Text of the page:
For me, the isles inspire contemplation of our place in nature. My paintings here are always about the dissolution of matter into “spirit” in the form of light, air, stone. I go for rocky coasts, “the basins hollowed out of granite and flint,” as a travel writer put it in 1875, “and the utter wantonness in which the sea has pitched about the fragments it has wrested from the solid rock, the futility of words in which to express this confusion.” Nathanial Hawthorne wrote that, taking in the sea and stone here, “it seems as if some of the massive materials of the world remained superfluous after the Creator had finished, and were carelessly thrown down here, where the millionth part of them emerge from the sea, and in the course of thousands of years have become partially bestrewn with a little soil.” There are many spots of quiet, timeless beauty as well.
$100/Participants responsible for $34 roundtrip ferry ride. On-site day parking at the ferry dock is $5.
There is a restaurant at the Oceanic hotel (and, if you hit it just right, lobster rolls sell for $16) but please feel free to pack lunch and a drink. Meals in the hotel’s family-style dining hall are available for a fee payable at the front desk but must be reserved ahead of time. Bathrooms are available on the island. Our boat, the Uncle Oscar, departs from Rye harbor at 9:30 am. Our sunset return trip departs from the island at at 7:25 p.m., to be back in Rye at 8. All-day parking in the Rye Harbor marina lot is an additional $5 (cash only).
This class filled last year. Email me your interest asap.
Bennington College, Vermont
North Country Studio Workshops
Finding Your Work: Creating in Series
January 28 – February 1, 2020
This five-day workshop is designed to equip artists with tools to build a body of personally meaningful work marked by originality, feeling, and a unifying conceptual basis. Through interactive, generative, and creative exercises, artists will work in series in a creative practice fulfilling in itself yet engaged with the past and present of art and life at large. Though the instructor is using oils, artists are encouraged to work in the medium of their choice. Register through the North Country Studio Workshop at http://ncsw.org.
This one’s been on the table FOREVER:
2021(??) ITALY PLEIN AIR PAINTING TRIP
Tuscany, Cinque Terre (Italian Riviera), Venice
This *may* FINALLY happen in 2021! Who knows? I just leave this description here and keep changing the date.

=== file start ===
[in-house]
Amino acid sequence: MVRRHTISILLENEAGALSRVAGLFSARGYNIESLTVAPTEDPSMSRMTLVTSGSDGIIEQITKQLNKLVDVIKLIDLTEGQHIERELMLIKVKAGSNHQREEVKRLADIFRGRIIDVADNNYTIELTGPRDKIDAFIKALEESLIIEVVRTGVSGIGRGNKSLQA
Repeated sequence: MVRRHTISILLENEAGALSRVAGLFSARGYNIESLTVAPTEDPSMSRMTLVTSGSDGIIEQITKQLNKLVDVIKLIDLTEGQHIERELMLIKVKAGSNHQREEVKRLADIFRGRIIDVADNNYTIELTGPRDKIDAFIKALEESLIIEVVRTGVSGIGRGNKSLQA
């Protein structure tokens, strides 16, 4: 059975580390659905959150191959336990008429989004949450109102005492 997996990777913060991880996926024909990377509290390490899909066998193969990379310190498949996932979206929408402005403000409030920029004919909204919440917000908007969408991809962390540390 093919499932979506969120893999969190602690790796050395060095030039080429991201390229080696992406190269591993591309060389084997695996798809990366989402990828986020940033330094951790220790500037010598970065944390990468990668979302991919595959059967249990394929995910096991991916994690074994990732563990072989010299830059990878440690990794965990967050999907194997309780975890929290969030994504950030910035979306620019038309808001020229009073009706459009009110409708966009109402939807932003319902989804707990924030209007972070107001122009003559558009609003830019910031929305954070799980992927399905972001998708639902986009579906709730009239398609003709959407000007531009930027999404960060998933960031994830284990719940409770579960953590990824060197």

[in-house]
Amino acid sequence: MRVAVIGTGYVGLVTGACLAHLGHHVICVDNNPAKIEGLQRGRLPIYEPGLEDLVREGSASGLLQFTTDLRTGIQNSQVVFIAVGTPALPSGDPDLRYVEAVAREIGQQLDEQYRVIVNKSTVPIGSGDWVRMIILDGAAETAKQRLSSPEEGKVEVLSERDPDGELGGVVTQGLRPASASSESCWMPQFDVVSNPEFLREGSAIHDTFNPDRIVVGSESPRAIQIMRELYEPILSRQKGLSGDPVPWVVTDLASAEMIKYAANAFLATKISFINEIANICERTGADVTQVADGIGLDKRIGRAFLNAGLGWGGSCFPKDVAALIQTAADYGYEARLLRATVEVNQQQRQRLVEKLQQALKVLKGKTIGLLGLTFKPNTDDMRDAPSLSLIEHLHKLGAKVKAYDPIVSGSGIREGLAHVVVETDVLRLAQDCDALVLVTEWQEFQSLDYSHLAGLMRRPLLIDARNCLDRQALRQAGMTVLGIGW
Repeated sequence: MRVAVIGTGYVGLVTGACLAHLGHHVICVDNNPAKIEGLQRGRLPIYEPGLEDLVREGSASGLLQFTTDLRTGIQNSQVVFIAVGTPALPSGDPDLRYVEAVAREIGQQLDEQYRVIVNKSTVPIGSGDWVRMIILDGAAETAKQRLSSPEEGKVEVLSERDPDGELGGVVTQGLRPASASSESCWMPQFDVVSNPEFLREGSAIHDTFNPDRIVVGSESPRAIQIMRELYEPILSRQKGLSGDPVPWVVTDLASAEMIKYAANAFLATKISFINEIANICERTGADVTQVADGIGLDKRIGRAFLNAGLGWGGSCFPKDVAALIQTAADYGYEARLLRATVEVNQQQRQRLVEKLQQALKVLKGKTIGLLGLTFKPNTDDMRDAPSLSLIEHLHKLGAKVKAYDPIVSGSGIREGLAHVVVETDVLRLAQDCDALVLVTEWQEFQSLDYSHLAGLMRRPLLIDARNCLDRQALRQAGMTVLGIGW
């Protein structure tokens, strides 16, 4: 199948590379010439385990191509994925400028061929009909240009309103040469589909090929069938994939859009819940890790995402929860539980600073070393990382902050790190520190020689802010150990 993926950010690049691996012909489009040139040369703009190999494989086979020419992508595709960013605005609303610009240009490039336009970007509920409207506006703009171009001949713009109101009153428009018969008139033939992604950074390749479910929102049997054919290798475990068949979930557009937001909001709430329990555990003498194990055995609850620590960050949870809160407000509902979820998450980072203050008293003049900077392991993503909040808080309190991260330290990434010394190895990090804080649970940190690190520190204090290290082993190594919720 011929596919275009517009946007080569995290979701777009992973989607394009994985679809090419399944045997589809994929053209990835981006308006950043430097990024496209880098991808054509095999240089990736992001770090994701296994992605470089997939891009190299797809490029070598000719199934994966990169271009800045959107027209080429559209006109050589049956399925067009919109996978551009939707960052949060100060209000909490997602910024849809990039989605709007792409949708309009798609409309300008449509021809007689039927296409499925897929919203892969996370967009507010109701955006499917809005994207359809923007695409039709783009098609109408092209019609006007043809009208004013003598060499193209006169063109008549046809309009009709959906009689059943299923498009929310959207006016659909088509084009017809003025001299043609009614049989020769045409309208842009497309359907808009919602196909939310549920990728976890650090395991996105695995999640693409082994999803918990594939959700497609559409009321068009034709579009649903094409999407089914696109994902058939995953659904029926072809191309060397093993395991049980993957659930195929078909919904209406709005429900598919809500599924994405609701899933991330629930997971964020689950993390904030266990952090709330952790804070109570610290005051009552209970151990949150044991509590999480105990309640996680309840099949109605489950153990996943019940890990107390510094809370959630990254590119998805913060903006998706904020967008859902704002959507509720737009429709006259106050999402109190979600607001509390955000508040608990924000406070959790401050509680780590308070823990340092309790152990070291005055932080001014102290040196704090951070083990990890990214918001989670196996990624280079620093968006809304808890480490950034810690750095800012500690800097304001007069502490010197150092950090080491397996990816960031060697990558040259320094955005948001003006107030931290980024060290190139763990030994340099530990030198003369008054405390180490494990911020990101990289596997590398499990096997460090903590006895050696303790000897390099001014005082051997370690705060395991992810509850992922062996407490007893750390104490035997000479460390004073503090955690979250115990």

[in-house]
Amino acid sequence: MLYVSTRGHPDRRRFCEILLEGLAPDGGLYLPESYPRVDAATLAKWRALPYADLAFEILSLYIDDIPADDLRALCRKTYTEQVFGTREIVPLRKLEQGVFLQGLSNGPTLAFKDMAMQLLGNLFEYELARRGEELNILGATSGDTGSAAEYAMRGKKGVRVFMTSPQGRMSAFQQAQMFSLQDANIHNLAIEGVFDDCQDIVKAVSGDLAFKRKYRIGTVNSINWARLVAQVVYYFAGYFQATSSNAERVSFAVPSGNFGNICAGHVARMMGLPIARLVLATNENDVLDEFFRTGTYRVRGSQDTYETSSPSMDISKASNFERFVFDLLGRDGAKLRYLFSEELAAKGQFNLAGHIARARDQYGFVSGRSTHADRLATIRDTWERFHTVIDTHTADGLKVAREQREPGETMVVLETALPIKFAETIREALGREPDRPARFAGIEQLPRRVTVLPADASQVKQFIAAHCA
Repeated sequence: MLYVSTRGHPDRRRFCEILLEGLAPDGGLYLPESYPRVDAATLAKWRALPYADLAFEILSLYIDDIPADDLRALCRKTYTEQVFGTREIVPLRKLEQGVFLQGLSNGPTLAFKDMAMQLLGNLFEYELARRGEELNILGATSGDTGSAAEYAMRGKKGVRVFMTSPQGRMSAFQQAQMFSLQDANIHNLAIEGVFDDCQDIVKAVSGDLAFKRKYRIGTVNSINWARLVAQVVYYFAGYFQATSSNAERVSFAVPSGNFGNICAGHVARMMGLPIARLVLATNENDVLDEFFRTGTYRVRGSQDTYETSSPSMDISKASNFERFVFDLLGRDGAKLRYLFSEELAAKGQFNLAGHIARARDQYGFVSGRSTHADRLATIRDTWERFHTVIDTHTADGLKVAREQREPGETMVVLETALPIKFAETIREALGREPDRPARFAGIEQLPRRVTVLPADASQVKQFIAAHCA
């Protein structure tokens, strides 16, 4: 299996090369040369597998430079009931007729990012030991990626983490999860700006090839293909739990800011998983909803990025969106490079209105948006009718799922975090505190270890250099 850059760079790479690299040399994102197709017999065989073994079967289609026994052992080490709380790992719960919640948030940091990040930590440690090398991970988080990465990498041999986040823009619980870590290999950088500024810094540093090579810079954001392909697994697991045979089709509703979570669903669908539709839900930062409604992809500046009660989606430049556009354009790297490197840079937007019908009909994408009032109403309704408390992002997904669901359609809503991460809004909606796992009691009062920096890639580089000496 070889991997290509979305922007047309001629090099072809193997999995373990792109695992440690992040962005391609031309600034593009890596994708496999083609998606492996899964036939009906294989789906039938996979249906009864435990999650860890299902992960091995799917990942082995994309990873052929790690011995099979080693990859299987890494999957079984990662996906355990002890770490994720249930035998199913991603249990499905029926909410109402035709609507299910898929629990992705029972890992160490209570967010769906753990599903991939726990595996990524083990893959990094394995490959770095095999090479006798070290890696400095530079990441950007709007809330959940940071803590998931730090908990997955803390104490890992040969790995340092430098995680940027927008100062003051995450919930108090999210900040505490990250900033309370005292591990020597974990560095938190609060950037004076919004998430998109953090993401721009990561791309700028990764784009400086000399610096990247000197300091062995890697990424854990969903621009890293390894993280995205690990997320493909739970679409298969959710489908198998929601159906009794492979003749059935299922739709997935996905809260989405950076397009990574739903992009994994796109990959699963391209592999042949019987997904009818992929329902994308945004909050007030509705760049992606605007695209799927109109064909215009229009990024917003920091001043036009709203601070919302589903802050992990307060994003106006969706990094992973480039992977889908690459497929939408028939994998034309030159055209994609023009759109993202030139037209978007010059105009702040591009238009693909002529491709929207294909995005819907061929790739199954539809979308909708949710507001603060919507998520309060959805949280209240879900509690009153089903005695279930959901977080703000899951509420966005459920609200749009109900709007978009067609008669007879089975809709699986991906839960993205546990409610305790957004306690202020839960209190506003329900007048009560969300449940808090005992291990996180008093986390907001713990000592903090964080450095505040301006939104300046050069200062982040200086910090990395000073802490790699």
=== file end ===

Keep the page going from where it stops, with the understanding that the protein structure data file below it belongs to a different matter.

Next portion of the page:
Spend an extended week reveling in Italy, enjoying the sensual delights of Tuscany, Venice, and the Mediterranean coast. Capture your experiences in paintings created in the shade of centuries’ old olive groves, medieval villages, marbled waterways, and the incredibly beautiful terraced slopes of the Cinque Terre, a rugged coastal wine-growing area of the Italian Riviera.
Contact me if you’re interested in joining us! (I have a running list of some 10 names so far, and with Scotland and soon Nova Scotia under my belt, I feel very good about making this fantasy a wonderful reality.)
Additional workshops in New Hampshire, Massachusetts, Maine, Ireland, Greece, Sweden, Iceland, Spain, and the Amalfi Coast have been bandied about.
Email me with your interest!
Private instruction, either in your home or at my Lowell studio, is available. The standard rate is $100 per three-hour session. In these sessions (evening or daytime) I work individually with a painter of any experience level, total beginner to working artist, and develop a series of classes tailored to the individual student’s needs and goals.
Please contact me (chris(at)christophervolpe.com) if you’re interested in taking a class!
Materials & Equipment
- Bring at least one medium-sized (8×10 to 12×16) panel or canvas for each studio or plain-air session.
- Have a few itty bitty (5×7 or 6×8) panels or something handy for possible warm-ups and color sketches.
I use cheap canvas and canvas panels for plein air work and either “gallery wrapped” canvas or linen for larger paintings in the studio. I’ve been known to make my own linen panels by mounting Claussen’s #13 triple oil-primed Belgian linen to birch or maple plywood panels that I cut to size.
Brushes & Knives
- I primarily paint with a large chip brushes (cheap, disposable hardware store bristle brushes), filberts, and a painting knife, but I do keep many brushes on hand for special uses. When doing large work, I use house paint brushes. Bring your favorite brushes AND something large (#10) maybe a large filbert or a flat, either synthetic or bristle, AND something even larger, like a 2-3″ chip or house painting brush. Just make sure your bristles are stiff, not soft.